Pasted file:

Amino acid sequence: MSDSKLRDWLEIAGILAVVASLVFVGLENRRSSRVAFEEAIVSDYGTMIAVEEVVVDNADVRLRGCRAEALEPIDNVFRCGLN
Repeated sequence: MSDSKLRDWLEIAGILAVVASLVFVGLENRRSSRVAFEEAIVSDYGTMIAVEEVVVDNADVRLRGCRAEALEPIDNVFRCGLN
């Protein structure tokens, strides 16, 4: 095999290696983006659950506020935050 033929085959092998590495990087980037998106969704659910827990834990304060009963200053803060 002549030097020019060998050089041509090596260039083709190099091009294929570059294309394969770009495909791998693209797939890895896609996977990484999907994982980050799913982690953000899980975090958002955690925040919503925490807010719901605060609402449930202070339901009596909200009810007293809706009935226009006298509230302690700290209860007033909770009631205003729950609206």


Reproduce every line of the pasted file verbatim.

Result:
Amino acid sequence: MSDSKLRDWLEIAGILAVVASLVFVGLENRRSSRVAFEEAIVSDYGTMIAVEEVVVDNADVRLRGCRAEALEPIDNVFRCGLN
Repeated sequence: MSDSKLRDWLEIAGILAVVASLVFVGLENRRSSRVAFEEAIVSDYGTMIAVEEVVVDNADVRLRGCRAEALEPIDNVFRCGLN
């Protein structure tokens, strides 16, 4: 095999290696983006659950506020935050 033929085959092998590495990087980037998106969704659910827990834990304060009963200053803060 002549030097020019060998050089041509090596260039083709190099091009294929570059294309394969770009495909791998693209797939890895896609996977990484999907994982980050799913982690953000899980975090958002955690925040919503925490807010719901605060609402449930202070339901009596909200009810007293809706009935226009006298509230302690700290209860007033909770009631205003729950609206």